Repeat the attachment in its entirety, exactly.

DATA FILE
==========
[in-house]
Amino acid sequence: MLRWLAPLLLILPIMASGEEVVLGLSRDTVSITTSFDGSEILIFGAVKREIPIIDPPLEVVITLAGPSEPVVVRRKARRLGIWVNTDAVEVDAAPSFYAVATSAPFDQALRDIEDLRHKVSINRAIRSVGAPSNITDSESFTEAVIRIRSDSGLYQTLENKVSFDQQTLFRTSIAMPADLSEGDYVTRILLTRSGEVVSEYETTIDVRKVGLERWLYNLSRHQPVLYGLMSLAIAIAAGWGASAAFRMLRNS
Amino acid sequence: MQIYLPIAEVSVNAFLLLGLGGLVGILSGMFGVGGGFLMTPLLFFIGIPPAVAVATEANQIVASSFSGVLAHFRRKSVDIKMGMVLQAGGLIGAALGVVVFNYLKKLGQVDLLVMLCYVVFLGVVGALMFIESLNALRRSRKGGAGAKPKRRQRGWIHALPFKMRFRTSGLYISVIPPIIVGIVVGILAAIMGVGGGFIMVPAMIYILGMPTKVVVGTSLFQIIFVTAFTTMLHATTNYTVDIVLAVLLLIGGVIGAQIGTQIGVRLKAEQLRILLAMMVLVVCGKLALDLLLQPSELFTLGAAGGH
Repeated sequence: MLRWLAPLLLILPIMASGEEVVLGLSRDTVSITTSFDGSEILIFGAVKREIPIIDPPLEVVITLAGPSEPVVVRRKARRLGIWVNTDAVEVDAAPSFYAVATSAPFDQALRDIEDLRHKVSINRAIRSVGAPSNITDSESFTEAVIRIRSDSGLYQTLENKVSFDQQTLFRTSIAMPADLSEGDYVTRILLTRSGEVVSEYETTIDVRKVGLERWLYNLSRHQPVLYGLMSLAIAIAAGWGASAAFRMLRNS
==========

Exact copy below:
[in-house]
Amino acid sequence: MLRWLAPLLLILPIMASGEEVVLGLSRDTVSITTSFDGSEILIFGAVKREIPIIDPPLEVVITLAGPSEPVVVRRKARRLGIWVNTDAVEVDAAPSFYAVATSAPFDQALRDIEDLRHKVSINRAIRSVGAPSNITDSESFTEAVIRIRSDSGLYQTLENKVSFDQQTLFRTSIAMPADLSEGDYVTRILLTRSGEVVSEYETTIDVRKVGLERWLYNLSRHQPVLYGLMSLAIAIAAGWGASAAFRMLRNS
Amino acid sequence: MQIYLPIAEVSVNAFLLLGLGGLVGILSGMFGVGGGFLMTPLLFFIGIPPAVAVATEANQIVASSFSGVLAHFRRKSVDIKMGMVLQAGGLIGAALGVVVFNYLKKLGQVDLLVMLCYVVFLGVVGALMFIESLNALRRSRKGGAGAKPKRRQRGWIHALPFKMRFRTSGLYISVIPPIIVGIVVGILAAIMGVGGGFIMVPAMIYILGMPTKVVVGTSLFQIIFVTAFTTMLHATTNYTVDIVLAVLLLIGGVIGAQIGTQIGVRLKAEQLRILLAMMVLVVCGKLALDLLLQPSELFTLGAAGGH
Repeated sequence: MLRWLAPLLLILPIMASGEEVVLGLSRDTVSITTSFDGSEILIFGAVKREIPIIDPPLEVVITLAGPSEPVVVRRKARRLGIWVNTDAVEVDAAPSFYAVATSAPFDQALRDIEDLRHKVSINRAIRSVGAPSNITDSESFTEAVIRIRSDSGLYQTLENKVSFDQQTLFRTSIAMPADLSEGDYVTRILLTRSGEVVSEYETTIDVRKVGLERWLYNLSRHQPVLYGLMSLAIAIAAGWGASAAFRMLRNS